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Research Paper 3 – The cost of managing menstruation in South Africa

Key Takeaways

  • The use of more environmentally friendly menstrual products such as menstrual cups and reusable menstrual pads produce significant savings in the long term.
  • Barriers to the use of these menstrual products include high initial costs, lack of decent water, sanitation and hygiene (WASH) facilities and low availability of these menstrual products.
  • Monthly cost of menstrual pads and tampons represents 6.5% and 4.33% of the average monthly household income of those in the poorest quintile.
  • Initial cost of the menstrual cup and reusable menstrual pads represents 49.26% and 64.12% of the average monthly household income of those in the poorest quintile.
  • The average real monthly cost of menstrual pads and tampons decreased slightly between 2018 and 2019, but affordability has declined because of declining incomes.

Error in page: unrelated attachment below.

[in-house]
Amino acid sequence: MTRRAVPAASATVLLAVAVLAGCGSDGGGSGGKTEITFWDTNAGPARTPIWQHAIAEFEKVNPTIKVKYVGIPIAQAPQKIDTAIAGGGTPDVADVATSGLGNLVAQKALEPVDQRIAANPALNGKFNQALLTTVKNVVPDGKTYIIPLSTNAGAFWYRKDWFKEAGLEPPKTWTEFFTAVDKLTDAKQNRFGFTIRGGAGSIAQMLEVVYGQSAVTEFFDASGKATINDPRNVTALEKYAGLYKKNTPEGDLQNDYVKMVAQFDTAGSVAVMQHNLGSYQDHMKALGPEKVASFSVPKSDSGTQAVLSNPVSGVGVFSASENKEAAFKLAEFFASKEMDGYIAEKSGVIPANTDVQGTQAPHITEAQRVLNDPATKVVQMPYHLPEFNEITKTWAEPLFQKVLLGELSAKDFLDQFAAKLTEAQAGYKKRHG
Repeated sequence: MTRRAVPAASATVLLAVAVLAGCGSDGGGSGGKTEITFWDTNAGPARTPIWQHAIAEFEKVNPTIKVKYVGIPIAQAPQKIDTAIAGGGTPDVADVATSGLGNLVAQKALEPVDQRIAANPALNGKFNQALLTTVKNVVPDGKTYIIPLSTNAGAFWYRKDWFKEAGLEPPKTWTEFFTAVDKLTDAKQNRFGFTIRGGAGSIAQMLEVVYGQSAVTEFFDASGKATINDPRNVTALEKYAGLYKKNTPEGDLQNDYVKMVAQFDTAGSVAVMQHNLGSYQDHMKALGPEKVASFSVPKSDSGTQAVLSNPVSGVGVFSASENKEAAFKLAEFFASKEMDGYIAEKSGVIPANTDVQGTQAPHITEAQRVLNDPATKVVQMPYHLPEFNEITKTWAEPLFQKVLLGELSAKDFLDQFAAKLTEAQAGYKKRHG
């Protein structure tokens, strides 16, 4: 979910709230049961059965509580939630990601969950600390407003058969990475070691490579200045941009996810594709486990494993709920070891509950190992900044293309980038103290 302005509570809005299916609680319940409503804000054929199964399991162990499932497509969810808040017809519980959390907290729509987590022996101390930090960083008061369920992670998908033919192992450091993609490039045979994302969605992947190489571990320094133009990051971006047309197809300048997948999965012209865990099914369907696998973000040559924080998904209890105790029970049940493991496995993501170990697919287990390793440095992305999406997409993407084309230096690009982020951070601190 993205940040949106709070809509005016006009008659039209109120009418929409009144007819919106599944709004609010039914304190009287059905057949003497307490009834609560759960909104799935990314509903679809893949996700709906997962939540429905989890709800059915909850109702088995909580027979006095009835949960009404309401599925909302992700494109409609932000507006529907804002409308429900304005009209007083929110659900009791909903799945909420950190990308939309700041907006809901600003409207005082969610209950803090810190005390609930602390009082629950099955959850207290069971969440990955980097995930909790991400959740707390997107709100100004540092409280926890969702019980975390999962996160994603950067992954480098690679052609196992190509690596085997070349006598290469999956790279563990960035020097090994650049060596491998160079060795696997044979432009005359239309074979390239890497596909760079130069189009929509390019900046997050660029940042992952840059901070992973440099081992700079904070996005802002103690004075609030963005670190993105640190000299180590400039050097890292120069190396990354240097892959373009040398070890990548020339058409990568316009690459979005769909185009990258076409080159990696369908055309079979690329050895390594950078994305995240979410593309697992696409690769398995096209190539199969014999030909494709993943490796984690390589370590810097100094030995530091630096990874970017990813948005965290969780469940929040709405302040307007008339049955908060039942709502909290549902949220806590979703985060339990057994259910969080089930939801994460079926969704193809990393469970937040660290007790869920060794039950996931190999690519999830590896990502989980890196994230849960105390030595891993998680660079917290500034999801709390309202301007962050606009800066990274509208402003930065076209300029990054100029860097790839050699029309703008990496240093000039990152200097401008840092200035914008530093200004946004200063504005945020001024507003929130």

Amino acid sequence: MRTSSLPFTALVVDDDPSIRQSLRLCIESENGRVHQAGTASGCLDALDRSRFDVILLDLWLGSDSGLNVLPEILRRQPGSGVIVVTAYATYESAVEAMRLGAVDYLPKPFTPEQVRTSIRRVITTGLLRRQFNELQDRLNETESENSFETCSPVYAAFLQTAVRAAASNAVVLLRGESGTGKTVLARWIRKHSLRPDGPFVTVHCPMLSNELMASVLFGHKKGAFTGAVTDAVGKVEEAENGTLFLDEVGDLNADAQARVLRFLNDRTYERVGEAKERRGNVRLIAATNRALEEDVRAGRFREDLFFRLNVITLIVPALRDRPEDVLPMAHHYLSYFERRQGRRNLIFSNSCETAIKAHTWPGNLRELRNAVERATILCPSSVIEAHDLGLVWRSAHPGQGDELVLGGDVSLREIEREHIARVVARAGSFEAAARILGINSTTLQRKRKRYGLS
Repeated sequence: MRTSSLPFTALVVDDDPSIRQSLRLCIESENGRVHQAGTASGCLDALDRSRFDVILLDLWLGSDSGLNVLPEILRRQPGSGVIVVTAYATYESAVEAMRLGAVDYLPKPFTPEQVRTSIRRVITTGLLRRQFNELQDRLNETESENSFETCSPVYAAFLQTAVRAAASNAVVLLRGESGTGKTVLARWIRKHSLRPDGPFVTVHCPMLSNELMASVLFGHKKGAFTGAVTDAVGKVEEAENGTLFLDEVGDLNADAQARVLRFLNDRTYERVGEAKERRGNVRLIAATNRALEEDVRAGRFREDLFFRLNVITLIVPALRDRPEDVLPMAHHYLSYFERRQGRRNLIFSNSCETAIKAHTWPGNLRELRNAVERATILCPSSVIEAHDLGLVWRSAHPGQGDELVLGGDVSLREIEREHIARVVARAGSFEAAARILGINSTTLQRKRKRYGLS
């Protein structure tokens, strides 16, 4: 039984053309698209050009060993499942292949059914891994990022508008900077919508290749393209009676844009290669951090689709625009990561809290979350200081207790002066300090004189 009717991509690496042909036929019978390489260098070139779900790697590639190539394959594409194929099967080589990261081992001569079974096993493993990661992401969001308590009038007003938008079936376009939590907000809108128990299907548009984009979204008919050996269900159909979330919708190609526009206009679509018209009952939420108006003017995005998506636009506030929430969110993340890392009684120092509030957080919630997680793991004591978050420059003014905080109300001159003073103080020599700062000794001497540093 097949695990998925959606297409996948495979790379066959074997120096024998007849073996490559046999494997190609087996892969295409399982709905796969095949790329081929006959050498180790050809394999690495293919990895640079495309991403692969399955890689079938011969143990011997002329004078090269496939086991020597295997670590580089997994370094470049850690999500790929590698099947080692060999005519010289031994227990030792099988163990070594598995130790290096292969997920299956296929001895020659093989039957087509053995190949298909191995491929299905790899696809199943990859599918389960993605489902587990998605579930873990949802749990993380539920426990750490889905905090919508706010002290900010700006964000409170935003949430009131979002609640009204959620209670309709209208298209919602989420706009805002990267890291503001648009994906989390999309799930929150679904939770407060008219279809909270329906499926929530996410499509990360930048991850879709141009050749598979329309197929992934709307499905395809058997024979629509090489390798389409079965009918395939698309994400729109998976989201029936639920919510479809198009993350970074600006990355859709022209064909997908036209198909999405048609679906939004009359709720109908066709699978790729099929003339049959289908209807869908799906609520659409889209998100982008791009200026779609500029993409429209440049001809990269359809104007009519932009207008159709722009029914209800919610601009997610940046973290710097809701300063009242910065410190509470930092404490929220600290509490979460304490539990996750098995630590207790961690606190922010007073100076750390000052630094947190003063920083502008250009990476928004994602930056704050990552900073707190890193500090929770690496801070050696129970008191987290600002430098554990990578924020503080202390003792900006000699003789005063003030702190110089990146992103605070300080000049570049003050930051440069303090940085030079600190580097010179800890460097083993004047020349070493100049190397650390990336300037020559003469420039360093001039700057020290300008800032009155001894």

• The findings of the paper have the following key implications for government policy on menstrual health and hygiene:
    • Government programmes distributing menstrual materials can reduce their costs by providing menstrual cups or reusable menstrual pads.
    • Programmes that choose to distribute menstrual cups and reusable menstrual pads must also commit to improving access to WASH facilities within households and schools.
    • Programmes that choose to distribute menstrual cups and reusable menstrual pads must put in place awareness raising campaigns around the use of these menstrual materials.

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